Apple to benefit from home audio slowdown | iLounge News


Apple to benefit from home audio slowdown

The wide-spread shift from CDs to MP3s and iPods has caused a drop in sales of large home audio systems, putting Apple in a prime position to sell its new iPod Hi-Fi to consumers looking for a simple way to enjoy their digital audio at home. While electronics manufacturers race to add iPod connectivity to their equipment, a new report in the Wall Street Journal says it may be too little too late.

“Sales of traditional stereos have taken a hit,” the Journal reports. “Last year, retail sales of home audio equipment, including stereo system components and surround-sound ‘home theater in a box’ rigs, dropped nearly 18%, to 10.2 million units, according to market-research firm NPD Group Inc. In the same period, sales of portable digital players like Apple’s iPod more than tripled, to 22.4 million units in 2005, from 7.1 million in 2004, says the Consumer Electronics Association, a trade group.”

Music fans aren’t just exclusively listening to their downloaded tunes on an iPod either. “Even when consumers aren’t using portable devices, more are shifting their music consumption away from stereos,” the newspaper says. “Among 1,031 adult respondents to a consumer-behavior survey published last year by the CEA, 34% said they listened to music at home primarily on a PC, compared with just 26% who said they used a stereo or surround-sound receiver as their main home listening system.”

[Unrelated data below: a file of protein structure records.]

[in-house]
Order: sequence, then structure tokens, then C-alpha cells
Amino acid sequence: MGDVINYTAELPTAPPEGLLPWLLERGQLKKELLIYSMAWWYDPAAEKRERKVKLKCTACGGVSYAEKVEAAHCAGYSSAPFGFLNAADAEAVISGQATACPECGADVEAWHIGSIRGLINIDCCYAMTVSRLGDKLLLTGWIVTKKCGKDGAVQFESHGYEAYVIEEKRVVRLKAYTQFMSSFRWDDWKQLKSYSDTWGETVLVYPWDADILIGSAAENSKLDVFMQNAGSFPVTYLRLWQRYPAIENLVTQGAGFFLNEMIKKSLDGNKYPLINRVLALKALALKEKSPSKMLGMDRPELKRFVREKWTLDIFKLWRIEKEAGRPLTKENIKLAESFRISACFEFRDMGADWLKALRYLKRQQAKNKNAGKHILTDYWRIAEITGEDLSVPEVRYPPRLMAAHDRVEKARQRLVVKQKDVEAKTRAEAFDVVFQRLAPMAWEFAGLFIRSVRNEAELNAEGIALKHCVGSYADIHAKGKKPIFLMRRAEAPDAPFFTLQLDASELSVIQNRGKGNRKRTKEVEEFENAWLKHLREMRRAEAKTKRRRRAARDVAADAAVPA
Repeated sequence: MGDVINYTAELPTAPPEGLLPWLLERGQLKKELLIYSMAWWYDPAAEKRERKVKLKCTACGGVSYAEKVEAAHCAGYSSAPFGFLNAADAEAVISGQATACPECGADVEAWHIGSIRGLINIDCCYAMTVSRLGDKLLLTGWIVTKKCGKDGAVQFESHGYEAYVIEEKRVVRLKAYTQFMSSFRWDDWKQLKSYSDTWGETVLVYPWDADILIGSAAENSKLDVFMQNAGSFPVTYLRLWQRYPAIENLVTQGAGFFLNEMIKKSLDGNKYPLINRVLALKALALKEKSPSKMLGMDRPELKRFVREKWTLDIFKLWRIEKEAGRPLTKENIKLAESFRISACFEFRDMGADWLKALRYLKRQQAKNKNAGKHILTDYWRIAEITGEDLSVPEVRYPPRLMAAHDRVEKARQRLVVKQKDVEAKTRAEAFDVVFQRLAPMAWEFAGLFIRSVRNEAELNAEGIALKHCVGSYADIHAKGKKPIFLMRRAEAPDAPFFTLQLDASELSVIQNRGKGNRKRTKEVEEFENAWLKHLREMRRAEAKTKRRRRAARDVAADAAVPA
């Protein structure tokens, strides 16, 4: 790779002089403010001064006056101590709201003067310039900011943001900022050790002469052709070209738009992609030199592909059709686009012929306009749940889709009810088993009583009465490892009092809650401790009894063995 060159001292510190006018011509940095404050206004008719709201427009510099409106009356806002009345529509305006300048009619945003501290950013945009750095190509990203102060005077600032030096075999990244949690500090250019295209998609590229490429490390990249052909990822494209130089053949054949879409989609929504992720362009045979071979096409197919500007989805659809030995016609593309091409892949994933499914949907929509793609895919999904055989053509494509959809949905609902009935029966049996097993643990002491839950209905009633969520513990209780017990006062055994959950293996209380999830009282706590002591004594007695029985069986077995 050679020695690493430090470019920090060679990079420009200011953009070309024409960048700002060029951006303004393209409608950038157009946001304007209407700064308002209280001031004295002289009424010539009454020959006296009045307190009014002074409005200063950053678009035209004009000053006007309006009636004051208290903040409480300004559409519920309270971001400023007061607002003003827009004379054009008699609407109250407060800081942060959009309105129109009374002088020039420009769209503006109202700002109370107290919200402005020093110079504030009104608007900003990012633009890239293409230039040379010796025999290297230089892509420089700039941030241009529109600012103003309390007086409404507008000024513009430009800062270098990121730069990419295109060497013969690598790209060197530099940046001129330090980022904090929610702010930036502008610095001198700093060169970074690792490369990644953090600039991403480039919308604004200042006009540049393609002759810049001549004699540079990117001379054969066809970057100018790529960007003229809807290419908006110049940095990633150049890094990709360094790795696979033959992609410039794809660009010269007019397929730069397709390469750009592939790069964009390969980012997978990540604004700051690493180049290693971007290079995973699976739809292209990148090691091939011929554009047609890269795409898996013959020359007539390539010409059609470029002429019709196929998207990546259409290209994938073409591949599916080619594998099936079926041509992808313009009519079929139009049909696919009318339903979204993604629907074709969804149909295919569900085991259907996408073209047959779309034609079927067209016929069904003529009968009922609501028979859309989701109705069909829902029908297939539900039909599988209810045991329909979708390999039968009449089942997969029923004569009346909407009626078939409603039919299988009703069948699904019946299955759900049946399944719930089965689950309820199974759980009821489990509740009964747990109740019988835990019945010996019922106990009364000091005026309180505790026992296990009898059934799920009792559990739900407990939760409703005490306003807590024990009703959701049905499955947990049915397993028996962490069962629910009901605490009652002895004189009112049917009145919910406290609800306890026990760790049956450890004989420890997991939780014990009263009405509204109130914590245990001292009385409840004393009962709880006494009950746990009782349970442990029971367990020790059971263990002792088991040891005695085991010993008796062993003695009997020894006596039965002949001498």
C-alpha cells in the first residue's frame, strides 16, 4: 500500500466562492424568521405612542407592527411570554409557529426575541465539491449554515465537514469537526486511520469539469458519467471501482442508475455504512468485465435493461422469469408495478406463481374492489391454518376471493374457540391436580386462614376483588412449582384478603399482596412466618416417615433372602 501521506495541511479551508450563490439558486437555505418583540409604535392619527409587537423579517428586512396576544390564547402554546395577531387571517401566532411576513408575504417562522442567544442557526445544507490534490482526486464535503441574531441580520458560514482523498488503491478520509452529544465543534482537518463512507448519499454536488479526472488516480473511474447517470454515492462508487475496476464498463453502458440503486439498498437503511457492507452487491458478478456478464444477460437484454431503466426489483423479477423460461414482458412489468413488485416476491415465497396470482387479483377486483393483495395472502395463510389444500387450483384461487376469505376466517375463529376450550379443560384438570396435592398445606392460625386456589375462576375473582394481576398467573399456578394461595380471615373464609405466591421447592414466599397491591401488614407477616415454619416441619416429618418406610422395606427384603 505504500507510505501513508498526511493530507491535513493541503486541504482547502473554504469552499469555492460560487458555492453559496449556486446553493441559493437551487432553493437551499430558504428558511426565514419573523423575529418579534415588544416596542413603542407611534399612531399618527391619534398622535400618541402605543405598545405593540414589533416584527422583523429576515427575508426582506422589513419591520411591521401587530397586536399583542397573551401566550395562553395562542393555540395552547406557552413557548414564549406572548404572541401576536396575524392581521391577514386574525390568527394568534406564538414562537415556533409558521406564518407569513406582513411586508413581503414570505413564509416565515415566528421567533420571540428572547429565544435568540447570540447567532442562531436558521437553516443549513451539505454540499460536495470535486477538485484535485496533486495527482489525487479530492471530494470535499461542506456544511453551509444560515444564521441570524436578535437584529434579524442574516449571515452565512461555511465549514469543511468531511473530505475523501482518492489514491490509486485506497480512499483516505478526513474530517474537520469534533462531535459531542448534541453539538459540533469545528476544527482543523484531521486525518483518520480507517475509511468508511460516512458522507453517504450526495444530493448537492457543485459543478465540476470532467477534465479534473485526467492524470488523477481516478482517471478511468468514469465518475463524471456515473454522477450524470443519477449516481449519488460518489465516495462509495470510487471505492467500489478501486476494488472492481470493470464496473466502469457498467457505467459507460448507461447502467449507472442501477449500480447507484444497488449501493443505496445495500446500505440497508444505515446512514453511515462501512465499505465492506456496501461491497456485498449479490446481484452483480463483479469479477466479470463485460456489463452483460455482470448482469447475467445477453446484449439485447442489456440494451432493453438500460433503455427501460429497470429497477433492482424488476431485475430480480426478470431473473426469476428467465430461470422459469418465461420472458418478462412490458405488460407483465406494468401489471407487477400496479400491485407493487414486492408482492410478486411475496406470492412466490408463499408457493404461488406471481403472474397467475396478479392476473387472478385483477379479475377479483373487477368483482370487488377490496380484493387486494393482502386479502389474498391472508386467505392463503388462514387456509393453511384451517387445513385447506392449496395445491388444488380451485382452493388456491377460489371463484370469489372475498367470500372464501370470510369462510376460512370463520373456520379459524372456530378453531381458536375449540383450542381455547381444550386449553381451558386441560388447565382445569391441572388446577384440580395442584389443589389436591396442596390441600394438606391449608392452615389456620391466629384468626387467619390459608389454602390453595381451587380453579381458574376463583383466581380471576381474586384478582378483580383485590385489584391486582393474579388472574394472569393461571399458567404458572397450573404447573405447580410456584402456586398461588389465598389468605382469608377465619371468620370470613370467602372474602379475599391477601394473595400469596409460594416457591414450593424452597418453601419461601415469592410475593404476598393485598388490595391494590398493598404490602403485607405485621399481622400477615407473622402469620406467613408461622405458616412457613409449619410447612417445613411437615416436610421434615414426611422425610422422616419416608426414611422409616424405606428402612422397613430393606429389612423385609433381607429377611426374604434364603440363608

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They are definently too late in introducing the hi-fi. I would rather have it then the bose sound dock, but since I have an ihome i have no reason to change. And whoever wanted a sound system for their ipod already got one.

Posted by Jonathan Keim on March 1, 2006 at 9:39 AM (CST)


I don’t think that’s true at all Jonathon. Given the fact that I have been waiting for better, more functional sound systems for my iPod. I would imagine the millions and millions of new iPods being sold at an unbelievable pace would likely need something in the future. Personally, I’m not a huge fan of Bose and their techniques to reproduce sound so I welcome anything as an alternative. I think the key will be home stereo manufacturers adding built in docks and functionality in the future. Until then, I’m happy using my PC or an aux. in on a boom box.

Posted by JWj on March 1, 2006 at 10:09 AM (CST)


If I was going to spend $350 on a speaker system for my iPod, hands down I would choose the i-deck over Apple’s hi-fi.  I can’t post the link, but it’s i-deckusa dot com and appears to be vastly superior to the “hi-fi”.

Posted by redsoxnation on March 1, 2006 at 10:37 AM (CST)


Never heard of the i-deck redsoxnation - looks pants - you wouldn’t happen to have a vested interest now would you?

I own a Bose and am very happy with it but, I have to say I would buy the Apple one now if I had the choice.